What is so BAD About Sodium?
Hope you’re doing well.
Over the next few weeks I have some really cool stuff to show you. I’m going to reveal exactly what’s so BAD about some of the baddest nutrient culprits!
It’s time to open up the curtains!
This week I’m kicking things off with sodium – the baddest of the bad (well, you be the judge).
We hear a lot of talk about sodium these days and you’re often warned to lower your sodium intake. Why is this?
What is so BAD about sodium?
After all, sodium is essential for survival. The body needs sodium to function properly. All of the sodium that we consume comes from salt, or chemically known as sodium chloride – really an essential mineral. So the question becomes not whether we need it, but how much of it do we need?
Sodium helps regulate fluids and blood pressure in your body. It helps transmit nerve impulses that allow muscles to move and contract. It also helps with digestion as it transports essential nutrients to the bloodstream. Practically every cell in your body requires a little bit of sodium to function properly. And as it is continuously excreted via sweat (and other mediums), sodium needs to be consistently replenished.
So how much sodium do we need?
The Institute of Medicine (IOM) recommends the following sodium intake based on your age group:
|Age||Recommended Sodium Intake|
|1 to 3||1000 mg|
|4 to 8||1200 mg|
|9 to 50||1500 mg|
|51 to 70||1300 mg|
How much is this? Here’s a quick reference:
1 teaspoonful contains about 6 grams of salt
6 grams of salt contains about 2400 mg of sodium
The IOM has also set the Tolerable Upper Intake Level (UL), which is the highest intake level that is likely to pose no risk of adverse health effects, at 2,300mg of sodium per day. Adults are not recommended to exceed this.
How much do we really consume?
Recent data from a 2004 Canadian Community Health Survey found shocking results in sodium consumption. Here were the official numbers from the study:
|Age||Recommended Sodium Intake||ACTUAL Sodium Intake|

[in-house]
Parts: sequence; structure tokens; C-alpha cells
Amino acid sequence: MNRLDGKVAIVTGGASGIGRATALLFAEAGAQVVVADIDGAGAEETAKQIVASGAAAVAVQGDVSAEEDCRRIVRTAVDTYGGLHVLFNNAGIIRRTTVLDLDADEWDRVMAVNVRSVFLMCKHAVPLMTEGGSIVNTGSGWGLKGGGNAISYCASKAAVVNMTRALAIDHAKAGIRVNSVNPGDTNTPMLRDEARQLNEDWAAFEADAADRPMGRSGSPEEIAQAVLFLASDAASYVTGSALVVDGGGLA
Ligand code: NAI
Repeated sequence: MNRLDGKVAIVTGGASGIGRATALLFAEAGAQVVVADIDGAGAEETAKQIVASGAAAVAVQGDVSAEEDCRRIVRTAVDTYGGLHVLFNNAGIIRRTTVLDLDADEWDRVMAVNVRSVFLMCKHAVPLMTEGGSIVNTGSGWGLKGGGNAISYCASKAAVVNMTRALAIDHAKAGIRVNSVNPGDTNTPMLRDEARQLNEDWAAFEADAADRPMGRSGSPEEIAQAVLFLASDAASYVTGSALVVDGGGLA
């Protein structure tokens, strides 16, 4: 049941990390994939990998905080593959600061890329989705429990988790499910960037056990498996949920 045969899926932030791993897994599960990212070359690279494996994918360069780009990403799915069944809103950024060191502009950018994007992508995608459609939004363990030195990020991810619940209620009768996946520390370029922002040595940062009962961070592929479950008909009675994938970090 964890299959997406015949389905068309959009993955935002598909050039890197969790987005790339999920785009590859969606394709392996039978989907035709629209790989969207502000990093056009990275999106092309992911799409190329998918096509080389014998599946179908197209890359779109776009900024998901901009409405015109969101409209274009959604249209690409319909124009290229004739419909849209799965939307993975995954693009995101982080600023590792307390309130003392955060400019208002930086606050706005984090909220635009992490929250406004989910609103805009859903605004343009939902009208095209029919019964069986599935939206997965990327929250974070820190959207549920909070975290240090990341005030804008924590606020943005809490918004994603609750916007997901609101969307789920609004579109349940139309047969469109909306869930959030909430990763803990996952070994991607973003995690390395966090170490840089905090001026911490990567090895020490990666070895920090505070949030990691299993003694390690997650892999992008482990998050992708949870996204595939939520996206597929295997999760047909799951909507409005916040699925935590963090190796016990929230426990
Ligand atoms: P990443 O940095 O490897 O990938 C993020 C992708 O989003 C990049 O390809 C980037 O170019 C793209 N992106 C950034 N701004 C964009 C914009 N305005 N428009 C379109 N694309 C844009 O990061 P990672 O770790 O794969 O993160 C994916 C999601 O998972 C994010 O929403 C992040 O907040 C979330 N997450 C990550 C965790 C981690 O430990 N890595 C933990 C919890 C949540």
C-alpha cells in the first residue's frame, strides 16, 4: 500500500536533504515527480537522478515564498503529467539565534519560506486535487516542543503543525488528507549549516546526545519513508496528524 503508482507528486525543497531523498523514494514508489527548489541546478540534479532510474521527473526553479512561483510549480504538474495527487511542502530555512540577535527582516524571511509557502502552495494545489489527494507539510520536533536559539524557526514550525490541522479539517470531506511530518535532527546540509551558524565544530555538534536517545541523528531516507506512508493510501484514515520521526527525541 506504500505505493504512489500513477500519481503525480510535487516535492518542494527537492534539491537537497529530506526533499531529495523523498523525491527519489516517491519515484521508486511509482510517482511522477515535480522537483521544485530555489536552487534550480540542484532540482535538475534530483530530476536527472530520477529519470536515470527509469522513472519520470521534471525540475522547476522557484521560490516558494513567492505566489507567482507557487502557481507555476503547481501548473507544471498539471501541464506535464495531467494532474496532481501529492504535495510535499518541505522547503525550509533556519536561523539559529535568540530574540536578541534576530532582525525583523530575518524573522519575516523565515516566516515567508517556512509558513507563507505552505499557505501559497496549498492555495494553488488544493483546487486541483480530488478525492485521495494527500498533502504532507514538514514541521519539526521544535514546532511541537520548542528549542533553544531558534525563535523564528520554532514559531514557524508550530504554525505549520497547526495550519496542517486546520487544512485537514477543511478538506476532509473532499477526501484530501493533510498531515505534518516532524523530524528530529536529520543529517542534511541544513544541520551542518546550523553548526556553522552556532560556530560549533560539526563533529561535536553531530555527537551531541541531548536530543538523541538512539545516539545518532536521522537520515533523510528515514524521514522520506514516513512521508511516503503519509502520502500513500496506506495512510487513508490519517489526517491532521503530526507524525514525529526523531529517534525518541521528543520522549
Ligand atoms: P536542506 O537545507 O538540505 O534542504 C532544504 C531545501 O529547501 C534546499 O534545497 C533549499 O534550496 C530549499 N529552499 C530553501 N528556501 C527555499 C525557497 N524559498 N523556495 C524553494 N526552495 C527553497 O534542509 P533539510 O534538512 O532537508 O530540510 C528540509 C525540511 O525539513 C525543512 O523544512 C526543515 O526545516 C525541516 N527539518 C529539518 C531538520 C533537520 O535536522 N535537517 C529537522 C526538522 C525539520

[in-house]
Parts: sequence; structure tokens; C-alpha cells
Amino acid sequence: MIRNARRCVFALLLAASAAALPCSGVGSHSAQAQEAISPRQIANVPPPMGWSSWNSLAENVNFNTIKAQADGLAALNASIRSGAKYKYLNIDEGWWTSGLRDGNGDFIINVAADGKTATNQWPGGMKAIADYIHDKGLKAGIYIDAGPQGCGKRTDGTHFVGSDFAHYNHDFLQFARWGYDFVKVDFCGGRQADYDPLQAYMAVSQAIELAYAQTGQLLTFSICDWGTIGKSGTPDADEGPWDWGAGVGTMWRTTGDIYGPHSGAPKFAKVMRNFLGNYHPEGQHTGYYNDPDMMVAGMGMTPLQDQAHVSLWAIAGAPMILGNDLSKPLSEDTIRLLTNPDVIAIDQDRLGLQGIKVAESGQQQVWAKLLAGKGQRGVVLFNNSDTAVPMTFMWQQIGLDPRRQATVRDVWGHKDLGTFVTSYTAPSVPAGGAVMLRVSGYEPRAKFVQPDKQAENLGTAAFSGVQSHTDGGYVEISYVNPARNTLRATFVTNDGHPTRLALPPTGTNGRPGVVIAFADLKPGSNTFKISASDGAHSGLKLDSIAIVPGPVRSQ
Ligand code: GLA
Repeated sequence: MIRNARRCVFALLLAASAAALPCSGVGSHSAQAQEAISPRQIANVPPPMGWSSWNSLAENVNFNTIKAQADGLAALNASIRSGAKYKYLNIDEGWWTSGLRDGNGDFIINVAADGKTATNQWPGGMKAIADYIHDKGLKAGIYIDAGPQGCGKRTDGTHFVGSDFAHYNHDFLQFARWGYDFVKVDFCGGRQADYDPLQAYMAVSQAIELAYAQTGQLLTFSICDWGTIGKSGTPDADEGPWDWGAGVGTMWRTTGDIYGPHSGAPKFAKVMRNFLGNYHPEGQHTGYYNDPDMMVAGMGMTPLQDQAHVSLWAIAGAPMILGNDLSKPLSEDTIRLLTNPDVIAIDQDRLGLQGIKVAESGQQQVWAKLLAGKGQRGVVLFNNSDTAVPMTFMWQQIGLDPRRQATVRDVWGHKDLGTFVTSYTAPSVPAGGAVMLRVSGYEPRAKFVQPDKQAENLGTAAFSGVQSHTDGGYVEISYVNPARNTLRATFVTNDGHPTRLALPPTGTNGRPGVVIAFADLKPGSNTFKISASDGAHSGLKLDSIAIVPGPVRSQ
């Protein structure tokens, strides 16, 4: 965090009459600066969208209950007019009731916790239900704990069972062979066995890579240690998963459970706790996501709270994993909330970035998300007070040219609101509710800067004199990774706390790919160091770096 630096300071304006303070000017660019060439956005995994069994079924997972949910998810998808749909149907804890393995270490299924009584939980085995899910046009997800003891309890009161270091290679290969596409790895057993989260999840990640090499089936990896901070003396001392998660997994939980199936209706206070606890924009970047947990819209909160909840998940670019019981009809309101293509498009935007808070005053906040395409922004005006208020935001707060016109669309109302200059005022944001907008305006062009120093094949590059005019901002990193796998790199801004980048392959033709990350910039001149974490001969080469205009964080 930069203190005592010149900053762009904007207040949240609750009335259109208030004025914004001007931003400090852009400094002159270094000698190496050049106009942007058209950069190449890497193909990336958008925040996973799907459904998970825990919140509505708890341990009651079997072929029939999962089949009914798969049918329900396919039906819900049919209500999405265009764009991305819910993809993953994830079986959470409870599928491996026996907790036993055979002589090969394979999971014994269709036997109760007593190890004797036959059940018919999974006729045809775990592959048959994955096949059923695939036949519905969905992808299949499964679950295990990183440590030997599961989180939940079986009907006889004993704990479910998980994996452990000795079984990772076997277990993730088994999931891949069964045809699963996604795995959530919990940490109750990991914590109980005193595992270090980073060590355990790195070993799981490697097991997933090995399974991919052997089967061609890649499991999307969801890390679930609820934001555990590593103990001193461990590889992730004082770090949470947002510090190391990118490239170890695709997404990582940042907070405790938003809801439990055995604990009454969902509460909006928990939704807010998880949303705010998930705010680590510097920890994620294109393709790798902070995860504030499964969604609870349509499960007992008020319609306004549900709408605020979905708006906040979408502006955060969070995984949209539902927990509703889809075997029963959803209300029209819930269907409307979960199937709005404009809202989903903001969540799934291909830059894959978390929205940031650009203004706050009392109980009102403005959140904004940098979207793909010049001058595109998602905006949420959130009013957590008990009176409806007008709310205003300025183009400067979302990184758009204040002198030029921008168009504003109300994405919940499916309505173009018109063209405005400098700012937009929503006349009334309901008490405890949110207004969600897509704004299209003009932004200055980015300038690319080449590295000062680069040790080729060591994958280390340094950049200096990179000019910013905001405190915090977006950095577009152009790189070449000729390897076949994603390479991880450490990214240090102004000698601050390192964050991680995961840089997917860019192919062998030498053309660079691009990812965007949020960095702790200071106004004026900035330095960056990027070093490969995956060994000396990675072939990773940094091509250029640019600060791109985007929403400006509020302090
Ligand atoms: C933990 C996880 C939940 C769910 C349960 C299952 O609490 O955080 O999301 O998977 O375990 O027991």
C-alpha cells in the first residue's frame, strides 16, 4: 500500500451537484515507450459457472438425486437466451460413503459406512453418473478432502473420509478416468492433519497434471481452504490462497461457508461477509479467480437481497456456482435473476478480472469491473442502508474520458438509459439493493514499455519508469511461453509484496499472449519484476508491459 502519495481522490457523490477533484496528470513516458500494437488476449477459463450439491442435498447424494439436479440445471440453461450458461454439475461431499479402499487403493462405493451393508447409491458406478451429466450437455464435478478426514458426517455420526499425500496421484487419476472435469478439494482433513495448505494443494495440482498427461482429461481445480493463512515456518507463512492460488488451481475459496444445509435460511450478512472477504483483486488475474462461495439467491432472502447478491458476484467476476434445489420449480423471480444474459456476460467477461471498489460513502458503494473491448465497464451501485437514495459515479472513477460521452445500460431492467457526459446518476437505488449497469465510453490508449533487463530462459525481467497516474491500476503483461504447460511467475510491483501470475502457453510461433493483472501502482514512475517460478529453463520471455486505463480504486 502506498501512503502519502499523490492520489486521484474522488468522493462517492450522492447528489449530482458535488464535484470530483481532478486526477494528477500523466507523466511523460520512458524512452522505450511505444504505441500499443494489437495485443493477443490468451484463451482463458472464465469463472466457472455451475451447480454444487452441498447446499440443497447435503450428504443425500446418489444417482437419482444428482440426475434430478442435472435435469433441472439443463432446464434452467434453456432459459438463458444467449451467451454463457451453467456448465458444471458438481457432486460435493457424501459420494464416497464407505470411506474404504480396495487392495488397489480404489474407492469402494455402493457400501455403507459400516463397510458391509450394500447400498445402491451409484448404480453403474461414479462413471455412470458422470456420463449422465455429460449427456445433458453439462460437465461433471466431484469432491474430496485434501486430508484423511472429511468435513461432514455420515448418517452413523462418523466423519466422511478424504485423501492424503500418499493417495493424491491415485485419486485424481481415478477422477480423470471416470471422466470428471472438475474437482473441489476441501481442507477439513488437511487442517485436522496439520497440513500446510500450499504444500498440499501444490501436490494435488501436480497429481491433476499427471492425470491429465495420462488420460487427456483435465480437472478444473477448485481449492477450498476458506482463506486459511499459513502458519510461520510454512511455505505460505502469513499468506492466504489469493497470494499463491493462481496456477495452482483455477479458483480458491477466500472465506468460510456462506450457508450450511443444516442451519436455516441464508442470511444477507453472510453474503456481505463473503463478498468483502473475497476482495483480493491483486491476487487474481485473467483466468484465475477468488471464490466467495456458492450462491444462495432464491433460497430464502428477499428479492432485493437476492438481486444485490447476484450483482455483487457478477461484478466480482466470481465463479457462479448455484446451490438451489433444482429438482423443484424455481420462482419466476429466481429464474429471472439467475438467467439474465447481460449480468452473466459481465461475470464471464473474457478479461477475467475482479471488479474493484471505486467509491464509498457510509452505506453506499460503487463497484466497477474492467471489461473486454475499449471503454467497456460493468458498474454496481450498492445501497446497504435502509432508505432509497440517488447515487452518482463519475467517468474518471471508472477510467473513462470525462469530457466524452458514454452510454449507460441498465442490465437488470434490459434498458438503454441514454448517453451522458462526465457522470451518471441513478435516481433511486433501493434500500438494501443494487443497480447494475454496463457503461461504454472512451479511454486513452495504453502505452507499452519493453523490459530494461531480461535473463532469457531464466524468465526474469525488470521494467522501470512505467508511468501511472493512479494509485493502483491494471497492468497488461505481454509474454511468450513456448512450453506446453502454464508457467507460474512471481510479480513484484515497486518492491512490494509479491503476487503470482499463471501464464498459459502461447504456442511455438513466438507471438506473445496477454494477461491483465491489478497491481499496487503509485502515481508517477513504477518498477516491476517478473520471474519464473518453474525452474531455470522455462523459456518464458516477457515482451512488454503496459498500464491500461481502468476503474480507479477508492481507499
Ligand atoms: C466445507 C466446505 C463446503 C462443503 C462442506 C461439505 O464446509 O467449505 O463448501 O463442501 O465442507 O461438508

|1 to 3||1000 mg||2000 mg|
|4 to 8||1200 mg||2700 mg|
|9 to 50||1500 mg||3300 mg|
|51 to 70||1300 mg||3000 mg|
|70+||1200 mg||2500 mg|
As you can see, Canadian adults consumed an average of over 3,000 mg of sodium per day, more than double the level recommended and considerably higher than the UL.
What can excess sodium to your body?
So we know that sodium is necessary for the body to function properly. But like everything else in life, too much can cause problems.
The truth of the matter is, any excess sodium can disrupt normal functions within the body. It does so by restricting the necessary fluid transfers to various systems and organs in your body.
The main victim is also the most important – your heart. Increased levels of sodium in the body cause veins and arteries to constrict, making it difficult for the heart to efficiently pump blood through your body. This often leads to hypertension, or more commonly known as high blood pressure. High blood pressure is one of the major causes of stroke, heart disease and kidney disease.
Another effect of excess sodium in your system is weight gain. Here’s the problem. Your body processes only as much sodium as it needs. Any excess sodium is stored in your fat cells and other organs for later use. But since sodium is a highly soluble substance in nature, it forces your body to retain additional fluids as it tries to dissolve and process the sodium. Queue in the weight gain.
Who is at fault?
Recent studies done by Statistic’s Canada revealed the following as the biggest suspects:
- Processed foods are responsible for 77% of total sodium intake
- Pizza, hamburgers and hot dogs are responsible for 19.1% of total sodium intake
- Other sources responsible for high intake of sodium: soups, pasta, dairy products
As the general population settles for pre-packaged, ready-to-eat foods, the level of sodium consumption continues to grow. Foods at restaurants, especially at fast food places, typically contain extremely high levels of sodium.
Here’s the kicker.